The much-anticipated Honey Bee Haven had its grand opening on Sept. 11 at the Harry H. Laidlaw Jr. Honey Bee Research Facility.
The garden features food for the bees, a Learning Center and guided tours for members of the public to learn more about the plight of bees, said Lynn Kimsey, professor and chair of the UC Davis department of entomology.
Bees all over the United States are dying out due to a phenomenon called the colony collapse disorder (CCD) where bees simply desert their hives.
“The adult bees just leave their hives and they keep going and going,” said Eric Mussen from the entomology department. “The food, the honey – all of it is there, [so we know] they haven’t starved to death. We don’t know why they just get up and go.”
Though scientists currently don’t completely understand CCD despite putting in about four years of research, they believe that one of the reasons might be the inability of bees to find forage.
Häagen-Dazs, as part of their Help the Honey Bees campaign, donated $250,000 for the haven. Kimsey said the haven may be renamed the Häagen-Dazs Honey Bee Haven due to the company’s donation.
While some may find the idea of entering a garden of bees dangerous, Melissa “Missy” Borel, program manager of the California Center for Urban Horticulture, said being respectful of the bees by staying on the paths and not disturbing them will keep people safe when visiting the garden.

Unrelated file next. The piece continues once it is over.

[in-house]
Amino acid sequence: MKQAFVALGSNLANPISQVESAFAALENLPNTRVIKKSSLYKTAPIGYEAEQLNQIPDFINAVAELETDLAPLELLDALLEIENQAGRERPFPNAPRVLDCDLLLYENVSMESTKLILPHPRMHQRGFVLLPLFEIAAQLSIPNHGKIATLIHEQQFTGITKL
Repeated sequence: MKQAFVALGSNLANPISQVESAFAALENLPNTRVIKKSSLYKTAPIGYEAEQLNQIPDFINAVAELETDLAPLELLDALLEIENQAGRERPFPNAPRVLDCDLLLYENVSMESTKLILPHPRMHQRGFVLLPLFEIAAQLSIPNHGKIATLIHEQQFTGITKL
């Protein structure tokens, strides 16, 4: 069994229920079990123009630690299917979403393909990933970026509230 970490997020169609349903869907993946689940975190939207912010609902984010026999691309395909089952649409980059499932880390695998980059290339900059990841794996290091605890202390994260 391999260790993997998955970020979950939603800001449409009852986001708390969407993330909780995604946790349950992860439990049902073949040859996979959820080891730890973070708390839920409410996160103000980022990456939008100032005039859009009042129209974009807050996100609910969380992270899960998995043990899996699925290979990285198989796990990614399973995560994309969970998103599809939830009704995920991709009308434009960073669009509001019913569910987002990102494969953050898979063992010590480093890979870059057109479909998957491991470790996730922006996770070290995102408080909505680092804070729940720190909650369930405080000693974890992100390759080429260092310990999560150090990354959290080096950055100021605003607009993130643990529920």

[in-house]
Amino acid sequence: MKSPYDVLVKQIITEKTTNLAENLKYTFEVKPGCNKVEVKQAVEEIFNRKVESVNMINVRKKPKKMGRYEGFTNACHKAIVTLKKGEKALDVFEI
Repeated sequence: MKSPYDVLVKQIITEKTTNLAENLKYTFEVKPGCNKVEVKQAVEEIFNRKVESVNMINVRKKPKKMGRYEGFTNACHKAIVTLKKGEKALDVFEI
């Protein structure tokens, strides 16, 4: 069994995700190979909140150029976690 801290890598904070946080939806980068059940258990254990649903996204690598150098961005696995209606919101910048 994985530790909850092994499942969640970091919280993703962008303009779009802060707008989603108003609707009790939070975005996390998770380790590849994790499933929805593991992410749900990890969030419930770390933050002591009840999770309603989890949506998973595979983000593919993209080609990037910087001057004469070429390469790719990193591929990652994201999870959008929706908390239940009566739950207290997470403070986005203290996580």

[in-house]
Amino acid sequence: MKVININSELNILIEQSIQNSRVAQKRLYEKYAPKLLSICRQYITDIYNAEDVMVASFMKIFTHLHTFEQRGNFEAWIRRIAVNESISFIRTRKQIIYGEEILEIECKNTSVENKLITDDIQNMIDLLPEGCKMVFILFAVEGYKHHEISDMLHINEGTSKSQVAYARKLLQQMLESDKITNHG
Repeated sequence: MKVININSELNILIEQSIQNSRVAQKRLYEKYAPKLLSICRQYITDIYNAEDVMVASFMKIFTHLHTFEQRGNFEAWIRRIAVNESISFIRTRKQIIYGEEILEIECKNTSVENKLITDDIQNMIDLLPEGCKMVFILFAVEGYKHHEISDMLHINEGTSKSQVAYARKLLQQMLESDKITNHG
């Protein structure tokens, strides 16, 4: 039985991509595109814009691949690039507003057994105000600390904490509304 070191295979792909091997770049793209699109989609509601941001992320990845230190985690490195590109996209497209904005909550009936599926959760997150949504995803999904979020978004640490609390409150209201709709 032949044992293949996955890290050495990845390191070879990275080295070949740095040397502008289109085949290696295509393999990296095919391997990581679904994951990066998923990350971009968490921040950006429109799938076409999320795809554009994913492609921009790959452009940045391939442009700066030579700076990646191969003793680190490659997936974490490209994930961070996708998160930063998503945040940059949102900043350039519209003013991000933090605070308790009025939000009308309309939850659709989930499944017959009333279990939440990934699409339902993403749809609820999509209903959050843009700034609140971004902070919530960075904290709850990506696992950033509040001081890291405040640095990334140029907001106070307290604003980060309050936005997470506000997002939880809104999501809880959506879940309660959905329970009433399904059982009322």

“Honey bees lose their life when they sting you,” she said. “Since their mission is to collect nectar and pollen for their hive, they are only going to sting when their life or the well-being of their hive is threatened.”
Borel warned against provoking the bees by swatting at them or stepping on them.
Kimsey, who came up with the idea for the garden, explained that that the actual design for the garden was carefully selected through a competition where over 30 teams from all over the world submitted entries. The winning design, submitted by a team from Sausalito, California has four interconnected gardens named “Honeycomb Hideout,” “Nectar Nook,” “Pollinator Patch” and “My Backyard” with trails connecting the four sections. The team was chosen for various reasons including having over 40 different plants and cost feasibility.
Identification labels on plants also help visitors learn how to plant their own bee-friendly gardens in their backyards, another way for students and members of the Davis community to get involved.
Borel was on the panel of judges of the design competition and was involved in overseeing the construction phase. She now coordinates the volunteering efforts to maintain the garden, encouraging UC Davis students in particular to get involved.
“It’s a really rewarding opportunity,” she said. “They [can] learn a lot from the entomology researchers out there and from the experienced gardeners. Anyone can be a volunteer. All you need are garden gloves.”
AKSHAYA RAMANUJAM can be reached email@example.com.